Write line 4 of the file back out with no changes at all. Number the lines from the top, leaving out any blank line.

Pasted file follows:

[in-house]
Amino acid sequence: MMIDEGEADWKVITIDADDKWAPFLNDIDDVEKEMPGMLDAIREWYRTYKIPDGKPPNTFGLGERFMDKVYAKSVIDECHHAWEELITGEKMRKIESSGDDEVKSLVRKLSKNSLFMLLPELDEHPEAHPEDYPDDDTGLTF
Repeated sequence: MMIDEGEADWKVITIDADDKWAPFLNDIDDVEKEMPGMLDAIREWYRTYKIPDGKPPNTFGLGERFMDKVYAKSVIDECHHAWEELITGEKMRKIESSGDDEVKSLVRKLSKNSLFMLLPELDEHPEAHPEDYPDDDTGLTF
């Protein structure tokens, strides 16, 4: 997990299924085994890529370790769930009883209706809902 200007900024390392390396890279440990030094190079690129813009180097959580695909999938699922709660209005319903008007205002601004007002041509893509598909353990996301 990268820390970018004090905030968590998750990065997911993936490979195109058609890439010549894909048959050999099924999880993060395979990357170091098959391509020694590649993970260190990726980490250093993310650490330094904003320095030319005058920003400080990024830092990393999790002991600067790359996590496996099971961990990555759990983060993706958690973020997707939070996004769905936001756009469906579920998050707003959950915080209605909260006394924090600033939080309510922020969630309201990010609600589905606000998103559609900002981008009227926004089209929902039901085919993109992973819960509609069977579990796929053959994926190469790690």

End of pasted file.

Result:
């Protein structure tokens, strides 16, 4: 997990299924085994890529370790769930009883209706809902 200007900024390392390396890279440990030094190079690129813009180097959580695909999938699922709660209005319903008007205002601004007002041509893509598909353990996301 990268820390970018004090905030968590998750990065997911993936490979195109058609890439010549894909048959050999099924999880993060395979990357170091098959391509020694590649993970260190990726980490250093993310650490330094904003320095030319005058920003400080990024830092990393999790002991600067790359996590496996099971961990990555759990983060993706958690973020997707939070996004769905936001756009469906579920998050707003959950915080209605909260006394924090600033939080309510922020969630309201990010609600589905606000998103559609900002981008009227926004089209929902039901085919993109992973819960509609069977579990796929053959994926190469790690």